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Don’t discount second-hand side-by-side shotguns

Q: I am fairly new to shooting and would like to buy a second-hand shotgun, probably a side-by-side as I prefer how they look. There seem to be some good bargains to be had because I know these models aren’t as fashionable currently as over-and-unders. Can you tell me what I need to check for when I’m buying second-hand? I would love to bag a bargain but don’t want to end up having made a false economy. What are the sure signs that I shouldn’t buy a particular shotgun?

side-by-side hammergun

Because side-by-side hammerguns are currently unfashionable, you may be able to find a bargain

A: English boxlock shotguns represent fantastic value for money because they are rather unfashionable at the moment. The Italian over-and-under carries all before it. A boxlock made between the wars or just after World War II is a classic handmade sporting gun. So is a hammergun. Both represent very good value for money in the current market. Assessing a gun’s condition is really best left to an expert because there are many factors that determine whether a gun is safe and in good cosmetic condition or just a worn-out dangerous old nail.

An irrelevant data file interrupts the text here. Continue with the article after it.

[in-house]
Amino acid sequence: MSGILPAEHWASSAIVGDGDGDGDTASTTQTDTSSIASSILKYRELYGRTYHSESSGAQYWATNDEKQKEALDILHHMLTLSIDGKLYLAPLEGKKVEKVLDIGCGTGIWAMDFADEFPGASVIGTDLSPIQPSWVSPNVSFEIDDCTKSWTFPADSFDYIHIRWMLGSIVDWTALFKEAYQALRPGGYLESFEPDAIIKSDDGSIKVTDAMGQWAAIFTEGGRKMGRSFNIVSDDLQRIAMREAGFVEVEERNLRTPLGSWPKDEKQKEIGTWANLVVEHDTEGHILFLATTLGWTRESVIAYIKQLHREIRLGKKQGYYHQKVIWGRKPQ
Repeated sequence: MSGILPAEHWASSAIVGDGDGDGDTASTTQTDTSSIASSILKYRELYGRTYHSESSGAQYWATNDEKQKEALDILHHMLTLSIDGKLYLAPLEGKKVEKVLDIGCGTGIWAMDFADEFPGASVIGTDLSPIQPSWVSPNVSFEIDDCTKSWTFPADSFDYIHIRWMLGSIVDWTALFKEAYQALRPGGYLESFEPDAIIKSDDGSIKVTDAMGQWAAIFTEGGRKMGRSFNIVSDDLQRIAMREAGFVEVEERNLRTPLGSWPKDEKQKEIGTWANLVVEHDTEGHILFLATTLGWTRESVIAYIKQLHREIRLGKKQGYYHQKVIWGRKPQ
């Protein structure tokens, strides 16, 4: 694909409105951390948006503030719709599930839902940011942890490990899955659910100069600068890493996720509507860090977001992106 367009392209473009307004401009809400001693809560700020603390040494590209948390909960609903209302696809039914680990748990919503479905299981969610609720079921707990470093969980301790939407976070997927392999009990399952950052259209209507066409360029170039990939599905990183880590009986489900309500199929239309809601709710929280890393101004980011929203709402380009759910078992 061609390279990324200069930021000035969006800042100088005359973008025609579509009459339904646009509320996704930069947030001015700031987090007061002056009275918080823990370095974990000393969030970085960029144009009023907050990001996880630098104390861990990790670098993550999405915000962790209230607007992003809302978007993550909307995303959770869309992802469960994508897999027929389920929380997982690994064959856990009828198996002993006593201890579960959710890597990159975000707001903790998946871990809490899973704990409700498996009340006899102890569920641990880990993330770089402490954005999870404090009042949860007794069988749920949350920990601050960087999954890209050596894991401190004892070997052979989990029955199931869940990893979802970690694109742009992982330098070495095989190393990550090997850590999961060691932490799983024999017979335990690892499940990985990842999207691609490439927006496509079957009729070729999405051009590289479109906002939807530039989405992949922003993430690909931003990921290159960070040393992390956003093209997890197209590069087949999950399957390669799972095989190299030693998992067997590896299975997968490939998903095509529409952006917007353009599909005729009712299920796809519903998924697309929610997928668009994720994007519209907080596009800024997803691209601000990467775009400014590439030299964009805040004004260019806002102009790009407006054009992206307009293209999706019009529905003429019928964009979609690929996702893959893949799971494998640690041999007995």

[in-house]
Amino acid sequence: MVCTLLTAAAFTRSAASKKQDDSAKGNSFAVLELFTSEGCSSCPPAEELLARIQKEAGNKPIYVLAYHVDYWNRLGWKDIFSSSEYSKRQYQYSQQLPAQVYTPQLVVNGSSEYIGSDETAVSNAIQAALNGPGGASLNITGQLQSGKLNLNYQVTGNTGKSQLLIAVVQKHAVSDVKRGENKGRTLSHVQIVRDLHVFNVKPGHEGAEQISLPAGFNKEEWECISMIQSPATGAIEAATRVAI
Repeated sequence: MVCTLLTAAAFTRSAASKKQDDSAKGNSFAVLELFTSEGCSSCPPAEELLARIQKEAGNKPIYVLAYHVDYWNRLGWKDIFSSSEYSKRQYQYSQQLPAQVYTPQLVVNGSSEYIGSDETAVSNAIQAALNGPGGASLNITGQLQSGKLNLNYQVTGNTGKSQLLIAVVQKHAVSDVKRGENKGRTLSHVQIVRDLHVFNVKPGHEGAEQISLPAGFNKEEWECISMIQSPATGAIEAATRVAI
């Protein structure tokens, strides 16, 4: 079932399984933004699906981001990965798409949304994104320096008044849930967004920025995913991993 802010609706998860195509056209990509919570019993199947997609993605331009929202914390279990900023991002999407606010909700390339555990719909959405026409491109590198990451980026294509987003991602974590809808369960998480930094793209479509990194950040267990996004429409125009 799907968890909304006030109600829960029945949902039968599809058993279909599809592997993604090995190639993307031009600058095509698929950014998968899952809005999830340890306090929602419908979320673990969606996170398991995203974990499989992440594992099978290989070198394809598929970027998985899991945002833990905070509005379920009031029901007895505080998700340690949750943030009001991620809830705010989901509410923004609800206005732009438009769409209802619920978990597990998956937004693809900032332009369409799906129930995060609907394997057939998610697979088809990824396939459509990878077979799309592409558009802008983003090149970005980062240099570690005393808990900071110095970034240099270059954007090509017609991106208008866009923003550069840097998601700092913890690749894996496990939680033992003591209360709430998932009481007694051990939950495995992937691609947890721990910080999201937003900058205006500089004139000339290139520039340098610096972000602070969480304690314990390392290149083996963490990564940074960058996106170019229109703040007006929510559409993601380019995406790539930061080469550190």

What to look out for

There are some basic things that you can spot that will at least give you an inkling that all is not well:

  • Avoid any gun that seems to have deep pitting in the bores. These always show up as black spots when the barrels are held up to the light.
  • The same goes for dents and bulges. These can be detected by running the fingertips up and down the tubes.
  • Check whether the barrel ribs have lifted. Hang the barrels by the hook on your fingers and tap the tubes smartly. If the rib is in good condition there will be a clear bell-like sound. If there is a dull “clack” the ribs have become unsoldered.
  • Take off the fore-end and, holding the gun by the stock wrist, give it a gentle shake. You will feel any looseness that indicates it is time that the gun was re-jointed.
  • Test the ejectors with snap caps. To my mind, ejectors are just something else that can go wrong. In any case, non-ejector boxlock guns are as cheap as chips at the moment. Not having an ejector encourages you to put your empty cases in your pocket rather than littering the countryside because they have been ejected into the bushes.
  • Make sure there is no play between the head of the action and the stock.
  • Examine stocks minutely for cracks and old repairs.
  • Avoid a gun with an oil-soaked stock. Mineral oil weakens wood fibres.
  • Ensure the gun is proofed for nitro cartridges and that the proof marks are valid.